Former Student Assistant Wins Oscar

Brook Busey, one of the students hired for the Dada retrospective conversion project in 2000, won the Oscar for best original screenplay at Academy Awards for Juno, written under the pen name Diablo Cody. 

candygirl.jpgAlthough she did not explicitly mention the International Dada Archive in her acceptance speech, her supervisor, Tim Shipe, Arts & Literature Bibliographer, jokingly claims that it was her job in the University Libraries, “force-fitting chaotic Dada texts into the rigorous MARC format, that taught her the discipline needed to focus her creativity and write an entire screenplay.” 

After her work in the Libraries, she went on to make several other interesting career choices before becoming a screenwriter. Her book Candy Girl  is in the library’s collection.

Kudos to Brook!

UI Libraries Compiles Digital Campus Map Collection

The University of Iowa Libraries has compiled the Campus Maps Digital Collection, documenting nearly 150 years of UI campus building development.

This digital collection, at, documents the growth of the UI, with 97 items dated from 1892 to 2004. The collection — drawn from University Archives — includes maps from course catalogs, a 1893 survey map of what is now the Pentacrest, and a 1946 (post-World War II) guide featuring temporary buildings. The collection also includes bird’s-eye drawings of campus development plans that were never carried out.

“All researchers of university history will benefit from this new online collection,” said David McCartney, university archivist. “It offers something of interest to alumni, genealogists, historians with an interest in urban development, and even current students who want to examine what campus life must have been like in another era.”


“This is a valuable resource for the university community, showing changes to the campus that are not visible today,” says Mark Anderson, digital initiatives librarian. “It nicely complements other digital collections in the Iowa Digital Library such as the Iowa City Town and Campus Scenes ( and Irving Weber’s Iowa City (”

Several of the items in this digital collection will also be on display in a March exhibit at the Main Library north exhibit hall called “Building the University.”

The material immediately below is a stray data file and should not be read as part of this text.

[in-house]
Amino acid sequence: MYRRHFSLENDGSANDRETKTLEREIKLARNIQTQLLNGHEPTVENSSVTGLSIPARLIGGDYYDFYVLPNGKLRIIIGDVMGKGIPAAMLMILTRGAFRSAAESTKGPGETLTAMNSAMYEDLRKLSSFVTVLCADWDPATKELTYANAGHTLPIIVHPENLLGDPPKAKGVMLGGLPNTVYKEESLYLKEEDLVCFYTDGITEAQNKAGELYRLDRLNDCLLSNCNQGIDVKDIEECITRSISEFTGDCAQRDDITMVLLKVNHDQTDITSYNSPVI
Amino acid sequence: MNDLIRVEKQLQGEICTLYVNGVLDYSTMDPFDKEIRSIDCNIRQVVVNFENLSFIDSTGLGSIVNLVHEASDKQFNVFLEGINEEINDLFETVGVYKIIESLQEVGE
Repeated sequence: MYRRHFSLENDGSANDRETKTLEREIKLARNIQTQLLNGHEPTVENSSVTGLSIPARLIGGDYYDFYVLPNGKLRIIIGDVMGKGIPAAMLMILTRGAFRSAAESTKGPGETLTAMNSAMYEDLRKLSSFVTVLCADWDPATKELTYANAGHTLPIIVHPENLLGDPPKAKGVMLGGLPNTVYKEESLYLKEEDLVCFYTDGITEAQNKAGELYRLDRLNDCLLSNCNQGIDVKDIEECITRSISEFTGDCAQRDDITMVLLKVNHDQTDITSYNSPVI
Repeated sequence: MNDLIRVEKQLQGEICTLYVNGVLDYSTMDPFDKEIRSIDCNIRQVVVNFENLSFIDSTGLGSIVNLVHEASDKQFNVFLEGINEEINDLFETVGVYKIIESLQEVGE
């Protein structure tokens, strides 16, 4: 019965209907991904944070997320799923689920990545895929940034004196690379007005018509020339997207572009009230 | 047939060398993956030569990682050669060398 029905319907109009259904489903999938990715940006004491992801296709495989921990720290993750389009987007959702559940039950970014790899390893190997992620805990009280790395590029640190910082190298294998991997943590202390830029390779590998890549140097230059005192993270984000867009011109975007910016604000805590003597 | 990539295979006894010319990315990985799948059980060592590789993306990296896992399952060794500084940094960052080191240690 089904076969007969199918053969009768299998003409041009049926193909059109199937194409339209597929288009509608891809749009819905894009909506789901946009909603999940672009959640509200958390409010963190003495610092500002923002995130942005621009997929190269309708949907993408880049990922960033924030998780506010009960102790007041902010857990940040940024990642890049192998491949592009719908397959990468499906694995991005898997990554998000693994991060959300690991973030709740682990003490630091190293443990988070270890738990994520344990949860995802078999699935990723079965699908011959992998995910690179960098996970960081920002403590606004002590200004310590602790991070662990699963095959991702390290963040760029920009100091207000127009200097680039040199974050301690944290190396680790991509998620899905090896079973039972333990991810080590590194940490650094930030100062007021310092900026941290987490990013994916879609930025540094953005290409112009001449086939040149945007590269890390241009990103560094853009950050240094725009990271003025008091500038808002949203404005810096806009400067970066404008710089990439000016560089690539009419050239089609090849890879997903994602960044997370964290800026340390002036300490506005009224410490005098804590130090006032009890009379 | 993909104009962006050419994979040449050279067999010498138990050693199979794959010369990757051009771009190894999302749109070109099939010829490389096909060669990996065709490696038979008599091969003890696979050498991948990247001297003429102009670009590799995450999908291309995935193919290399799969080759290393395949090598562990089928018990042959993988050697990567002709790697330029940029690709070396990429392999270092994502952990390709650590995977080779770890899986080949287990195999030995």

The Iowa Digital Library ( contains nearly 100,000 digital objects — photographs, maps, sound recordings and documents — from libraries and archives at the University of Iowa and their partnering institutions.

UI Libraries Sponsored Speakers Program: “The Network Reconfigures the Library”

National expert, Lorcan Dempsey will discuss how networking is impacting research, learning behaviors, and organizational models as they relate to place, expertise, collections and services in libraries in the University of Iowa Libraries sponsored speaker program.

Lorcan Dempsey is the Vice President and Chief Strategist for the Online Computer Library Center (OCLC), an international nonprofit organization dedicated to furthering access to the world’s information and reducing information costs.  Dempsey has policy, research and service development experience, mostly in the area of networked information and digital libraries. He writes and speaks extensively, and can be followed on his weblog. He is currently a member of the National Information Standards Organization (NISO) Board and an Honorary Research Fellow at the University of Wales, Aberystwyth. 

The lecture will be held in the Senate Chamber of the Old Capitol on Thursday, February 21, 2008, 10-11:30am, followed by a reception, 12pm-1:30pm in the North Exhibit Hall of the Main Library.

Due to space limitations, please register for the lecture at:

UI Libraries Presents African-American Student History Online